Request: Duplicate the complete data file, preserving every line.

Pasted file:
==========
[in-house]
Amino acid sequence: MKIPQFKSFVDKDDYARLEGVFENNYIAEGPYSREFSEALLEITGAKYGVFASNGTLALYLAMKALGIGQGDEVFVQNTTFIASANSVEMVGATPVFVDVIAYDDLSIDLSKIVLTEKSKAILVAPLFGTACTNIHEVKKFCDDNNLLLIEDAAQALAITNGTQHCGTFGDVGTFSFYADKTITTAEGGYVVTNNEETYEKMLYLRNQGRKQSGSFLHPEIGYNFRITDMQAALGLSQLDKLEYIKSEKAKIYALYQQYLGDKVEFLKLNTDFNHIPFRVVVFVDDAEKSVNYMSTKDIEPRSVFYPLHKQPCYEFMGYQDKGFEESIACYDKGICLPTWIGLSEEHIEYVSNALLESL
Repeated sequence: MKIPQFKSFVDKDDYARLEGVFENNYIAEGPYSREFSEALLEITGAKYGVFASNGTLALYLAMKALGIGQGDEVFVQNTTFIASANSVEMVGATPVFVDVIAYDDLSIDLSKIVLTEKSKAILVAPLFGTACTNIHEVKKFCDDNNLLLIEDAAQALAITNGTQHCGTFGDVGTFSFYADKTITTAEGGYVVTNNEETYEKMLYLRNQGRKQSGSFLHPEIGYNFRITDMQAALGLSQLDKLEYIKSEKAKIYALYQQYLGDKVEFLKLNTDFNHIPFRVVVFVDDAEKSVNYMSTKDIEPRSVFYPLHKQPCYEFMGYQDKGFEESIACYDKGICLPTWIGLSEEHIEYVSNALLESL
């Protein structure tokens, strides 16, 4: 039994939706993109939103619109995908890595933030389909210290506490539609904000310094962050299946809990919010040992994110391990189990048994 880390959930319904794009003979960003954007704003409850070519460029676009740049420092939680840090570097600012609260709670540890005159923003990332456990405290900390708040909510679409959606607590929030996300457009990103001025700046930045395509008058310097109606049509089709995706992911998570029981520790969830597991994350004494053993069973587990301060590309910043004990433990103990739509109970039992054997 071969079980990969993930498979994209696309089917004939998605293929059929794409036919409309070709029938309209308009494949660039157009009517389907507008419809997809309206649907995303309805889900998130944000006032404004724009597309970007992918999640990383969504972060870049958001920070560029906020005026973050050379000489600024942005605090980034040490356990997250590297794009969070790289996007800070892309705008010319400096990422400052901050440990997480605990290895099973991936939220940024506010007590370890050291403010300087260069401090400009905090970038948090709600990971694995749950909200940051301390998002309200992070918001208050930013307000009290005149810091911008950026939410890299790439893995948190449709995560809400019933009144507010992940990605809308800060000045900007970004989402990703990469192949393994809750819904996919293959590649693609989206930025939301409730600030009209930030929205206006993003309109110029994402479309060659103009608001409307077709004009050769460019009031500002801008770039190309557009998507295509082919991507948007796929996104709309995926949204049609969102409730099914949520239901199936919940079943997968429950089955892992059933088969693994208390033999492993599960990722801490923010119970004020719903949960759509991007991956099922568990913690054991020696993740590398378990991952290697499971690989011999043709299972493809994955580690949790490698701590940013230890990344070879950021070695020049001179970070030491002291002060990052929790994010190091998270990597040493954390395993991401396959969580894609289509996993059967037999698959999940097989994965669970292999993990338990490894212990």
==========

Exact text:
[in-house]
Amino acid sequence: MKIPQFKSFVDKDDYARLEGVFENNYIAEGPYSREFSEALLEITGAKYGVFASNGTLALYLAMKALGIGQGDEVFVQNTTFIASANSVEMVGATPVFVDVIAYDDLSIDLSKIVLTEKSKAILVAPLFGTACTNIHEVKKFCDDNNLLLIEDAAQALAITNGTQHCGTFGDVGTFSFYADKTITTAEGGYVVTNNEETYEKMLYLRNQGRKQSGSFLHPEIGYNFRITDMQAALGLSQLDKLEYIKSEKAKIYALYQQYLGDKVEFLKLNTDFNHIPFRVVVFVDDAEKSVNYMSTKDIEPRSVFYPLHKQPCYEFMGYQDKGFEESIACYDKGICLPTWIGLSEEHIEYVSNALLESL
Repeated sequence: MKIPQFKSFVDKDDYARLEGVFENNYIAEGPYSREFSEALLEITGAKYGVFASNGTLALYLAMKALGIGQGDEVFVQNTTFIASANSVEMVGATPVFVDVIAYDDLSIDLSKIVLTEKSKAILVAPLFGTACTNIHEVKKFCDDNNLLLIEDAAQALAITNGTQHCGTFGDVGTFSFYADKTITTAEGGYVVTNNEETYEKMLYLRNQGRKQSGSFLHPEIGYNFRITDMQAALGLSQLDKLEYIKSEKAKIYALYQQYLGDKVEFLKLNTDFNHIPFRVVVFVDDAEKSVNYMSTKDIEPRSVFYPLHKQPCYEFMGYQDKGFEESIACYDKGICLPTWIGLSEEHIEYVSNALLESL
């Protein structure tokens, strides 16, 4: 039994939706993109939103619109995908890595933030389909210290506490539609904000310094962050299946809990919010040992994110391990189990048994 880390959930319904794009003979960003954007704003409850070519460029676009740049420092939680840090570097600012609260709670540890005159923003990332456990405290900390708040909510679409959606607590929030996300457009990103001025700046930045395509008058310097109606049509089709995706992911998570029981520790969830597991994350004494053993069973587990301060590309910043004990433990103990739509109970039992054997 071969079980990969993930498979994209696309089917004939998605293929059929794409036919409309070709029938309209308009494949660039157009009517389907507008419809997809309206649907995303309805889900998130944000006032404004724009597309970007992918999640990383969504972060870049958001920070560029906020005026973050050379000489600024942005605090980034040490356990997250590297794009969070790289996007800070892309705008010319400096990422400052901050440990997480605990290895099973991936939220940024506010007590370890050291403010300087260069401090400009905090970038948090709600990971694995749950909200940051301390998002309200992070918001208050930013307000009290005149810091911008950026939410890299790439893995948190449709995560809400019933009144507010992940990605809308800060000045900007970004989402990703990469192949393994809750819904996919293959590649693609989206930025939301409730600030009209930030929205206006993003309109110029994402479309060659103009608001409307077709004009050769460019009031500002801008770039190309557009998507295509082919991507948007796929996104709309995926949204049609969102409730099914949520239901199936919940079943997968429950089955892992059933088969693994208390033999492993599960990722801490923010119970004020719903949960759509991007991956099922568990913690054991020696993740590398378990991952290697499971690989011999043709299972493809994955580690949790490698701590940013230890990344070879950021070695020049001179970070030491002291002060990052929790994010190091998270990597040493954390395993991401396959969580894609289509996993059967037999698959999940097989994965669970292999993990338990490894212990």